Once referred to as “the outsider with an entertainer’s instincts,” Peter Bagge has proven to be one of the great figures in American comics and comedy over the past quarter century. It all began with Neat Stuff, Bagge’s one-man humor anthology that ran from 1985 to 1989 for fifteen issues and introduced the world to Girly Girl & Chuckie-Boy, the reactionary talk radio host Studs Kirby, the hulking misfit Junior, suburbanites Chet and Bunny Leeway, the Goon on the Moon, lounge lizard Zoove Groover, and Bagge’s signature creations, The Bradleys. Bagge’s humor has influenced the work of Matt Groening, Mike Judge, John Kricfalusi, Dana Gould and many other pop culture heavyweights. Much like Fantagraphics’s 2015 acclaimed edition of Daniel Clowes’s The Complete Eightball, The Complete Neat Stuff collects a legendary Fantagraphics comic book series in a deluxe, two volume, oversized slipcased set featuring new artwork and annotations by the author — the definitive edition of truly classic material.
"What was always great about Neat Stuff—and what makes those comics so exciting to read even today—is that they had the look of something disposable, but with a sneaky level of ambition and depth. One panel at a time, Bagge pulls readers into the lives of the Leeways or the Bradley family, taking what seems like tossed-off humor pieces and gradually revealing an uncanny understanding of human nature and the realities of modern American life." — The A.V. Club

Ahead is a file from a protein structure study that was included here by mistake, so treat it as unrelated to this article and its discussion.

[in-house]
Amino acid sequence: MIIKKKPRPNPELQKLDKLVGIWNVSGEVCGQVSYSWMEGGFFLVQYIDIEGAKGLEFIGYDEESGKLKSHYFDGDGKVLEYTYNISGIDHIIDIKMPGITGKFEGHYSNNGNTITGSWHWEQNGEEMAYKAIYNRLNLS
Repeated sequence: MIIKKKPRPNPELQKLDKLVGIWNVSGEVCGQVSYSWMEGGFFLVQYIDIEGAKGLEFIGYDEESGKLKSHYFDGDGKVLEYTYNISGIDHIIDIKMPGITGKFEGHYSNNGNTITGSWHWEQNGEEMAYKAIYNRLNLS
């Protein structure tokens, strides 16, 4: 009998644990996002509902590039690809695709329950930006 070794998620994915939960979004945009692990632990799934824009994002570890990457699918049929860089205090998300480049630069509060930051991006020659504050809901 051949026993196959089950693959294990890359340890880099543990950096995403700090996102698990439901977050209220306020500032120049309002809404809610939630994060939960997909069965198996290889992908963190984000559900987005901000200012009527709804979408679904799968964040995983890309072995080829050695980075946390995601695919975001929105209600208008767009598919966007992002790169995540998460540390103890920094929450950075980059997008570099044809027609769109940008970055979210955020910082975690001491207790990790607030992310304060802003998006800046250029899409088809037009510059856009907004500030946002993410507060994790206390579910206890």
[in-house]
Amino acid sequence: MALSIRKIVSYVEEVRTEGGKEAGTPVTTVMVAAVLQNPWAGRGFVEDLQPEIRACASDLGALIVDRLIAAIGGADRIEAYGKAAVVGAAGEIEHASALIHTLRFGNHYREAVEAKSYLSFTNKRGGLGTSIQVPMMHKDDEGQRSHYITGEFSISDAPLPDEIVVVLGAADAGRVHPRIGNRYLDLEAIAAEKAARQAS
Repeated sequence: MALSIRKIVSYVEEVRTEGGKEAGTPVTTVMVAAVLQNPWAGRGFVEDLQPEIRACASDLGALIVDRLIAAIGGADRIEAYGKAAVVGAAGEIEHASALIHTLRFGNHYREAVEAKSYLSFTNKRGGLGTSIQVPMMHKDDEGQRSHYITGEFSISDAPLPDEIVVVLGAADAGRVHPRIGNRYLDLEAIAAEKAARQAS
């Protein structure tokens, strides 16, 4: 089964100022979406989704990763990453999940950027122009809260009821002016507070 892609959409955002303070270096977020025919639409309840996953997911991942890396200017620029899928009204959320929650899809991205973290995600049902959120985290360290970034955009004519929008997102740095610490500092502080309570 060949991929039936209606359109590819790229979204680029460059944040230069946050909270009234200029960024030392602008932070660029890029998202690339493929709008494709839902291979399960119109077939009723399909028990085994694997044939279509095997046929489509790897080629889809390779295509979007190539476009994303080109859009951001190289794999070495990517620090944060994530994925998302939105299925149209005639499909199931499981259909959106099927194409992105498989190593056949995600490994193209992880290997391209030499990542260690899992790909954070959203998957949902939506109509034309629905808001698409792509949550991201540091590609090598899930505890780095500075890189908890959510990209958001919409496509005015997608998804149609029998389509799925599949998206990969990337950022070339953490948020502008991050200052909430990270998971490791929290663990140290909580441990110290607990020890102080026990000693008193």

"Peter Bagge is one of the most consistently entertaining American cartoonists, and this luxurious edition is an ideal way of catching up with what you’ve missed out on if you’ve not read Neat Stuff before. " — The Quietus
"As an object, The Complete Neat Stuff is simply gorgeous. It’s large and heavy, with clean angles and bright, beautiful, gigantic portraits of Bagge’s characters on the book covers and the slipcase. The paper is thick and the reproduction of Bagge’s original art is unbelievably sharp." — The Seattle Review of Books
"For long-time fans, the box set is a delightful reminder of just how free, joyful, and sophomoric (in the best comic sense) so much of Bagge’s early work was; the variety of styles and artistic approaches he used, especially in the earliest , is berserk. For those who only know his work from Hate and beyond, the utter weirdness of certain pieces, coupled with the diversity of some of the other stories’ intentional stupidness, will be an eye-opener. But most of all, for me, it’s a reminder that Neat Stuff was consistently extremely funny during a period of time I don’t particularly recall as being all that funny. Especially in comics." — The Comics Journal
Read The Comics Journal's Peter Bagge Interview.